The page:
Ice Breaker Games for Improving Learning at Meetings

Ice Breaker Games MeetingBy Deb Bixler

The best icebreaker games are ones that get people interacting with each other without trying to embarrass people.

There are three games that work especially well and can be used in any situation.

The Idea Ball

This game is simple because all it requires is a ball that can be thrown back and forth between team members. Of course, you should choose a ball that will not cause damage or injury. A tennis ball always works well, just as long as you make a rule that the ball must be thrown softly.

 The team leader starts off by giving an idea he has for anything. It is best if these ideas are not related to the business of the group because that will help to break the tension. For example, the team leader may announce his idea for finding the right coach for his favorite sports team. Once he has announced his idea, he throws the ball to someone else and they have to give an idea that they have. The ball must be thrown to a different person each time. Once everyone has been thrown the ball, the game is over.

Two Facts and a Lie

The first thing that the team leader asks everyone to do is write down two facts about themselves and then a lie. Then each team member gives the paper to the team leader who puts the papers face down in front of him. One by one, he picks up each piece of paper and reads off the two facts and the lie. The person who wrote them must own up to them and then the group has to guess which one is the lie.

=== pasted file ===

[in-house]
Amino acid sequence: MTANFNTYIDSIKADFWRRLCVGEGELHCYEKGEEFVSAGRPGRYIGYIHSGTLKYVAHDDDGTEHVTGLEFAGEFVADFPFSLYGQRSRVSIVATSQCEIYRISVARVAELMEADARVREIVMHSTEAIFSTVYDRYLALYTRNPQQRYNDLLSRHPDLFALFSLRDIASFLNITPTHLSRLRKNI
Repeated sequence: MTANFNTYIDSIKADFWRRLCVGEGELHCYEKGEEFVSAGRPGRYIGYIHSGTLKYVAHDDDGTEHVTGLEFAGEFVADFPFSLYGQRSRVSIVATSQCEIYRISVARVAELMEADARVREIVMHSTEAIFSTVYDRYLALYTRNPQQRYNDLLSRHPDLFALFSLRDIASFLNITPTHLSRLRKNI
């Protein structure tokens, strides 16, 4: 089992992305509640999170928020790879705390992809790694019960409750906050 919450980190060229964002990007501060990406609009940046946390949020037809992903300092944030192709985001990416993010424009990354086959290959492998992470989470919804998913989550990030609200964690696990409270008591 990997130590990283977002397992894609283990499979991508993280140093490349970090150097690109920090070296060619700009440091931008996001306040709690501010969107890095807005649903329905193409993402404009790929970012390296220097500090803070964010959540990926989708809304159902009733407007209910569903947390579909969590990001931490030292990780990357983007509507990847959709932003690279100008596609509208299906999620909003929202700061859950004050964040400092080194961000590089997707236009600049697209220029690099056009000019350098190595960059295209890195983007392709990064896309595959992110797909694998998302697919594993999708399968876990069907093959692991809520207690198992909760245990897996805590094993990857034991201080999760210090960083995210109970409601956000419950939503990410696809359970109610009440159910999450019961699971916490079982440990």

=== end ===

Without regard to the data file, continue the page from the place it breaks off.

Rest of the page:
Not only is this game a great way to break the ice at a meeting, but it also helps the group to learn a little something about each other. Make sure that you ask everyone to keep it clean.

I Met a Famous Person

People always love to talk about the famous people they meet, which is why this game is so perfect. The team leader starts off by telling his quick story about a famous person he met and then the next person in line tells their story. It is a simple game, but it is guaranteed to get people talking.

 Breaking the ice at a team meeting is important to getting people to contribute once the meeting gets started.

Visit Deb Bixler’s site for a wide variety of meeting planning guides and more team meeting icebreakers.

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